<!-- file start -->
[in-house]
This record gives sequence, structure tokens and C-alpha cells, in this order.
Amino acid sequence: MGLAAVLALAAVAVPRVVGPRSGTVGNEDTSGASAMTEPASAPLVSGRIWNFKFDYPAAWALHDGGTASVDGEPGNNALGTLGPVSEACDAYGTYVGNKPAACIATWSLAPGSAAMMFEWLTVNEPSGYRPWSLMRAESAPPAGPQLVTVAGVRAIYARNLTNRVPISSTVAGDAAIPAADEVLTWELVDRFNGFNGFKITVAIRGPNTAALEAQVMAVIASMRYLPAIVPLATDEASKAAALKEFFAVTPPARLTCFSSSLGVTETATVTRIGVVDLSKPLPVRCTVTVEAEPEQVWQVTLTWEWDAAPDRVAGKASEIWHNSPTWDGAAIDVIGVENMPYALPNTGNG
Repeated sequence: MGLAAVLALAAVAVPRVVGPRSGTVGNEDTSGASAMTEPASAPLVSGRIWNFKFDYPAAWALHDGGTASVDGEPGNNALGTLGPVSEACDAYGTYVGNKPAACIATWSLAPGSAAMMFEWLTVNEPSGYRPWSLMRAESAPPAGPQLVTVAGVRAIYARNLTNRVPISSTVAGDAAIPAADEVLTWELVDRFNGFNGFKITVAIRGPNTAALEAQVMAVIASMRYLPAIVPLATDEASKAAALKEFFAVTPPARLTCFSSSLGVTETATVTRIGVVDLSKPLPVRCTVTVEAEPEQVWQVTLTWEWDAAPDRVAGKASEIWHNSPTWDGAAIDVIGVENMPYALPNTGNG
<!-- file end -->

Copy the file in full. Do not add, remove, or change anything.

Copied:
[in-house]
This record gives sequence, structure tokens and C-alpha cells, in this order.
Amino acid sequence: MGLAAVLALAAVAVPRVVGPRSGTVGNEDTSGASAMTEPASAPLVSGRIWNFKFDYPAAWALHDGGTASVDGEPGNNALGTLGPVSEACDAYGTYVGNKPAACIATWSLAPGSAAMMFEWLTVNEPSGYRPWSLMRAESAPPAGPQLVTVAGVRAIYARNLTNRVPISSTVAGDAAIPAADEVLTWELVDRFNGFNGFKITVAIRGPNTAALEAQVMAVIASMRYLPAIVPLATDEASKAAALKEFFAVTPPARLTCFSSSLGVTETATVTRIGVVDLSKPLPVRCTVTVEAEPEQVWQVTLTWEWDAAPDRVAGKASEIWHNSPTWDGAAIDVIGVENMPYALPNTGNG
Repeated sequence: MGLAAVLALAAVAVPRVVGPRSGTVGNEDTSGASAMTEPASAPLVSGRIWNFKFDYPAAWALHDGGTASVDGEPGNNALGTLGPVSEACDAYGTYVGNKPAACIATWSLAPGSAAMMFEWLTVNEPSGYRPWSLMRAESAPPAGPQLVTVAGVRAIYARNLTNRVPISSTVAGDAAIPAADEVLTWELVDRFNGFNGFKITVAIRGPNTAALEAQVMAVIASMRYLPAIVPLATDEASKAAALKEFFAVTPPARLTCFSSSLGVTETATVTRIGVVDLSKPLPVRCTVTVEAEPEQVWQVTLTWEWDAAPDRVAGKASEIWHNSPTWDGAAIDVIGVENMPYALPNTGNG